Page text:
Friday, August 24, 2007

Harry Potter withdrawal

Walhydra has often over the years experienced the phenomenon of "Now what do I read?!" separation anxiety.

It happens most especially once she has finished a very large volume, or a series of volumes, in which she has become intimately involved with the characters over weeks or months—or, in the case of J.K. Rowling's works, years. mystery that, after finishing The Deathly Hallows and seeing The Order of the Phoenix within a week of each other, she has been in major, major withdrawal since then.

Walhydra started several other books and put them down within pages.

"I don't want to get to know anyone new yet," she whined.

Finally, stumbling around in desparation in the sci-fi/fantasy section of the library where she works, she remembered that Caleb Carr had a relatively new book out: The Italian Secretary: A Further Adventure of Sherlock Holmes.

Carr's first two books, The Alienist and The Angel of Darkness—both in the sub-sub-sub-etc. genre of murder mysteries involving historical people as amateur detectives—had been greatly satisfying.

This one turned out to gratify Walhydra's Baker Street cravings...and she didn't have to "meet someone new." slow hours at the Reference desk Walhydra still finds herself trolling Google for mention of Potterish stuff.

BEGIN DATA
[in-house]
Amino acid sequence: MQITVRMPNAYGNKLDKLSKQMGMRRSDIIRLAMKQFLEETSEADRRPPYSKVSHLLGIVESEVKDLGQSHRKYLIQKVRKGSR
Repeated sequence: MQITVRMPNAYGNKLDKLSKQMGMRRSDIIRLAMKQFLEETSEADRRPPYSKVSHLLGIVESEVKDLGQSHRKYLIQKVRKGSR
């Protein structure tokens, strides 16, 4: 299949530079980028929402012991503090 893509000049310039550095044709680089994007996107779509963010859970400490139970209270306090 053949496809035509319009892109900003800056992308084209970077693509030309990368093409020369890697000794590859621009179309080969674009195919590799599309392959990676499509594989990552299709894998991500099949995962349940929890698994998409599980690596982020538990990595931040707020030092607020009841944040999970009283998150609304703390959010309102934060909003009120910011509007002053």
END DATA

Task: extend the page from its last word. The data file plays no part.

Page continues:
[No, she's not still looking for more nude pictures of Daniel Radcliffe! Well, not at work, anyway....]

Today she tripped over three oddly delightful sites, all proof of how universal the fascination with Harry Potter has become. Here are the three, with annotations:

On Neal of Arabia, "Harry Potter and the Red-faced Dad": How cool? A Dad in Riyadh, determined to rescue his kids.

On the Maylasian website,, "You're too late, Harry Potter": "Malaysia was a magical place long before young Harry and his happy cohorts walked the halls of Hogwarts. Don’t think so? Read on and reconsider...."

And, best of all, on Like That Also Can Ah?!!!, "Top Ten Signs that Harry Potter & Hogwarts is in Malaysia": Self-explanatory—at least to Malaysians.
And, if you're wondering why so many links from Malaysia, well...

"Expecto Petronas!"

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